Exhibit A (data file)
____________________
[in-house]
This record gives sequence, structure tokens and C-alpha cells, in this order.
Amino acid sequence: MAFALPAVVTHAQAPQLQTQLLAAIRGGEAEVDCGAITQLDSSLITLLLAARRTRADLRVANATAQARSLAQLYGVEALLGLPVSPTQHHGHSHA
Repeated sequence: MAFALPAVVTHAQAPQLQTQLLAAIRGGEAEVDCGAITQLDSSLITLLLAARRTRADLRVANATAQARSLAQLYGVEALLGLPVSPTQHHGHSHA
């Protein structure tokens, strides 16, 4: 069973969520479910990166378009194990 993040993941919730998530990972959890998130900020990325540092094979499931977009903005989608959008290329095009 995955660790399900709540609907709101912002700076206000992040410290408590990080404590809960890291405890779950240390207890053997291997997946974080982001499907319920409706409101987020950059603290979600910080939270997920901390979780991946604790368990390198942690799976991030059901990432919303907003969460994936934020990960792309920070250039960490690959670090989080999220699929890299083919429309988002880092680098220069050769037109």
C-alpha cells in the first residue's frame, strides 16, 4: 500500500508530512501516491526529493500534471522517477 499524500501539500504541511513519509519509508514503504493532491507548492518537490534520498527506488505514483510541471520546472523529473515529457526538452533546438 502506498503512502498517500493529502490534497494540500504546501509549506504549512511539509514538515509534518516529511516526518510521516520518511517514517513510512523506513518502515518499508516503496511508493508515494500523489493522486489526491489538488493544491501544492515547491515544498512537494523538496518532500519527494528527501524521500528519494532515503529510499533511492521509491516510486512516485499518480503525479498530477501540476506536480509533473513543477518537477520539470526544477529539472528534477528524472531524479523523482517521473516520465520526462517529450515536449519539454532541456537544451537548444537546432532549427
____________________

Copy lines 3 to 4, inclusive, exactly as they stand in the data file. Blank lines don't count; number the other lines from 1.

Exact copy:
Amino acid sequence: MAFALPAVVTHAQAPQLQTQLLAAIRGGEAEVDCGAITQLDSSLITLLLAARRTRADLRVANATAQARSLAQLYGVEALLGLPVSPTQHHGHSHA
Repeated sequence: MAFALPAVVTHAQAPQLQTQLLAAIRGGEAEVDCGAITQLDSSLITLLLAARRTRADLRVANATAQARSLAQLYGVEALLGLPVSPTQHHGHSHA